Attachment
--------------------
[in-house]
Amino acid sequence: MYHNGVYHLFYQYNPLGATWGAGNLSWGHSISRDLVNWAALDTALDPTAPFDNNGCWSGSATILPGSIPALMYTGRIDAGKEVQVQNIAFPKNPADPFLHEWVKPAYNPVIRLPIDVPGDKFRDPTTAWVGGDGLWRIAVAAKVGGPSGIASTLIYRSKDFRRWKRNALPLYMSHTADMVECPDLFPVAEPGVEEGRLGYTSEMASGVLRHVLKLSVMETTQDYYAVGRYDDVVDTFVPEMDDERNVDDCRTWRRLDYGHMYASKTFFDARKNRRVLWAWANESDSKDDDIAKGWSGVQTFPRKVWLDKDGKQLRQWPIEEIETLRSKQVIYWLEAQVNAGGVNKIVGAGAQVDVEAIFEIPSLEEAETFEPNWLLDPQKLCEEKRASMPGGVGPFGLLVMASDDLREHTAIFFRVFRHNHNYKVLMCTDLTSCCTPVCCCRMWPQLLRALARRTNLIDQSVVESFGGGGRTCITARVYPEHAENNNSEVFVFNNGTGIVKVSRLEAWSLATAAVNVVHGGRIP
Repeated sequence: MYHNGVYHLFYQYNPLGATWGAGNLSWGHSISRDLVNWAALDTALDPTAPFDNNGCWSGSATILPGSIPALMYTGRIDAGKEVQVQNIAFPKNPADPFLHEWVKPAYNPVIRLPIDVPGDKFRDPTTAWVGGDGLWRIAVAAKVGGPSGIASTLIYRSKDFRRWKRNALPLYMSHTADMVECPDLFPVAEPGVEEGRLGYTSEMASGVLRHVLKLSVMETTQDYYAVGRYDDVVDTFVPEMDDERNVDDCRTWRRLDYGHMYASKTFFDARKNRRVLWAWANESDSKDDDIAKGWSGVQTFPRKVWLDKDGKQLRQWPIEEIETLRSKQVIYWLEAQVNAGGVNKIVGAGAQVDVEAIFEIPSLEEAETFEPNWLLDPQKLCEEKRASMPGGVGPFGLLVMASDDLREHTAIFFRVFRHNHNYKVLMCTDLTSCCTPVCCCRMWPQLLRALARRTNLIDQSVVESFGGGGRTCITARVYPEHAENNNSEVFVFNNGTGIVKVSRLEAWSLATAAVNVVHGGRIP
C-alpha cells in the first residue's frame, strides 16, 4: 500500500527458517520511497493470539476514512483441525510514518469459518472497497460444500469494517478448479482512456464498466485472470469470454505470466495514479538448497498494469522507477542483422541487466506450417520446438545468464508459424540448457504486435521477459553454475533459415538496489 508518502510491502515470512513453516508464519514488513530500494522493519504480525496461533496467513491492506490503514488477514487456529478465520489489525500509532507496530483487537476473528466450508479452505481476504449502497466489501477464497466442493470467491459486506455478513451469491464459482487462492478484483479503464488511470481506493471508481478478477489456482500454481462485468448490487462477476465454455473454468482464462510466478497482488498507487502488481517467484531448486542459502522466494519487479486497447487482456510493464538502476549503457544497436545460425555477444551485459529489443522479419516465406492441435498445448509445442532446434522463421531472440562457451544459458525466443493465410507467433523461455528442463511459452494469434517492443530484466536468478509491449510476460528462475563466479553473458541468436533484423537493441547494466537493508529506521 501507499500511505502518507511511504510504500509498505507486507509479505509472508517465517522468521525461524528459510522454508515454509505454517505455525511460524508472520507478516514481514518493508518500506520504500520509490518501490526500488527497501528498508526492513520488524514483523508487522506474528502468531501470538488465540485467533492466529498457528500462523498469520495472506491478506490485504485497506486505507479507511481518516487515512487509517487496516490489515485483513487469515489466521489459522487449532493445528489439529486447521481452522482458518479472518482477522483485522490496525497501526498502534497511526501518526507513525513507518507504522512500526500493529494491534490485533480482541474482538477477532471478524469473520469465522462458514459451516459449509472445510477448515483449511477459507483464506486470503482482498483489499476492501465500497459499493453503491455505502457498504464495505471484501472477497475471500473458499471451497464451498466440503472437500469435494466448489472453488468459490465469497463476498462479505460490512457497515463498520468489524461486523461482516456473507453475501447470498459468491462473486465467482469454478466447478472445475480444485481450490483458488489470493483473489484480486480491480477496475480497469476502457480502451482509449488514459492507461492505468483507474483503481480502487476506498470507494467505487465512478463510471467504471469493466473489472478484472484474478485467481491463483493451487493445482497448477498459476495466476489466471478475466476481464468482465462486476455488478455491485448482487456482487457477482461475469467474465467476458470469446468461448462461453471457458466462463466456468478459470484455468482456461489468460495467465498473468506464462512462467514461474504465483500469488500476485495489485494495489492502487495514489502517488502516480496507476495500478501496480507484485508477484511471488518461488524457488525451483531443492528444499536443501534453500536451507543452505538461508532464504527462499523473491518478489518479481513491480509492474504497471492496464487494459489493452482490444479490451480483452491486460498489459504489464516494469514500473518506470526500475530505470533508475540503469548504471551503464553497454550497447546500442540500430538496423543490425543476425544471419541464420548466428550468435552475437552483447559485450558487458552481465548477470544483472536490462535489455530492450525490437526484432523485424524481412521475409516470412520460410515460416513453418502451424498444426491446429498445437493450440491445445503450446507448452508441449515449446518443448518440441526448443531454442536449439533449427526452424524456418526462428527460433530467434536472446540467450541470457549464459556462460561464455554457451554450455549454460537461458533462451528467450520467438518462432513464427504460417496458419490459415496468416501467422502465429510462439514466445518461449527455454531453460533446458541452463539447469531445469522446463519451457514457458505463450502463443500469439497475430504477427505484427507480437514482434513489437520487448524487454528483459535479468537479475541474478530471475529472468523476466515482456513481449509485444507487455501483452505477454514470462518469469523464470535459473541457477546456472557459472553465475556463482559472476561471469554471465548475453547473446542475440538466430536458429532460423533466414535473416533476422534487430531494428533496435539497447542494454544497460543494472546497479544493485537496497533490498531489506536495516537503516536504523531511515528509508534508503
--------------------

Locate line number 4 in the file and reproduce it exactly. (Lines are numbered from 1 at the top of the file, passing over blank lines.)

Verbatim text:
C-alpha cells in the first residue's frame, strides 16, 4: 500500500527458517520511497493470539476514512483441525510514518469459518472497497460444500469494517478448479482512456464498466485472470469470454505470466495514479538448497498494469522507477542483422541487466506450417520446438545468464508459424540448457504486435521477459553454475533459415538496489 508518502510491502515470512513453516508464519514488513530500494522493519504480525496461533496467513491492506490503514488477514487456529478465520489489525500509532507496530483487537476473528466450508479452505481476504449502497466489501477464497466442493470467491459486506455478513451469491464459482487462492478484483479503464488511470481506493471508481478478477489456482500454481462485468448490487462477476465454455473454468482464462510466478497482488498507487502488481517467484531448486542459502522466494519487479486497447487482456510493464538502476549503457544497436545460425555477444551485459529489443522479419516465406492441435498445448509445442532446434522463421531472440562457451544459458525466443493465410507467433523461455528442463511459452494469434517492443530484466536468478509491449510476460528462475563466479553473458541468436533484423537493441547494466537493508529506521 501507499500511505502518507511511504510504500509498505507486507509479505509472508517465517522468521525461524528459510522454508515454509505454517505455525511460524508472520507478516514481514518493508518500506520504500520509490518501490526500488527497501528498508526492513520488524514483523508487522506474528502468531501470538488465540485467533492466529498457528500462523498469520495472506491478506490485504485497506486505507479507511481518516487515512487509517487496516490489515485483513487469515489466521489459522487449532493445528489439529486447521481452522482458518479472518482477522483485522490496525497501526498502534497511526501518526507513525513507518507504522512500526500493529494491534490485533480482541474482538477477532471478524469473520469465522462458514459451516459449509472445510477448515483449511477459507483464506486470503482482498483489499476492501465500497459499493453503491455505502457498504464495505471484501472477497475471500473458499471451497464451498466440503472437500469435494466448489472453488468459490465469497463476498462479505460490512457497515463498520468489524461486523461482516456473507453475501447470498459468491462473486465467482469454478466447478472445475480444485481450490483458488489470493483473489484480486480491480477496475480497469476502457480502451482509449488514459492507461492505468483507474483503481480502487476506498470507494467505487465512478463510471467504471469493466473489472478484472484474478485467481491463483493451487493445482497448477498459476495466476489466471478475466476481464468482465462486476455488478455491485448482487456482487457477482461475469467474465467476458470469446468461448462461453471457458466462463466456468478459470484455468482456461489468460495467465498473468506464462512462467514461474504465483500469488500476485495489485494495489492502487495514489502517488502516480496507476495500478501496480507484485508477484511471488518461488524457488525451483531443492528444499536443501534453500536451507543452505538461508532464504527462499523473491518478489518479481513491480509492474504497471492496464487494459489493452482490444479490451480483452491486460498489459504489464516494469514500473518506470526500475530505470533508475540503469548504471551503464553497454550497447546500442540500430538496423543490425543476425544471419541464420548466428550468435552475437552483447559485450558487458552481465548477470544483472536490462535489455530492450525490437526484432523485424524481412521475409516470412520460410515460416513453418502451424498444426491446429498445437493450440491445445503450446507448452508441449515449446518443448518440441526448443531454442536449439533449427526452424524456418526462428527460433530467434536472446540467450541470457549464459556462460561464455554457451554450455549454460537461458533462451528467450520467438518462432513464427504460417496458419490459415496468416501467422502465429510462439514466445518461449527455454531453460533446458541452463539447469531445469522446463519451457514457458505463450502463443500469439497475430504477427505484427507480437514482434513489437520487448524487454528483459535479468537479475541474478530471475529472468523476466515482456513481449509485444507487455501483452505477454514470462518469469523464470535459473541457477546456472557459472553465475556463482559472476561471469554471465548475453547473446542475440538466430536458429532460423533466414535473416533476422534487430531494428533496435539497447542494454544497460543494472546497479544493485537496497533490498531489506536495516537503516536504523531511515528509508534508503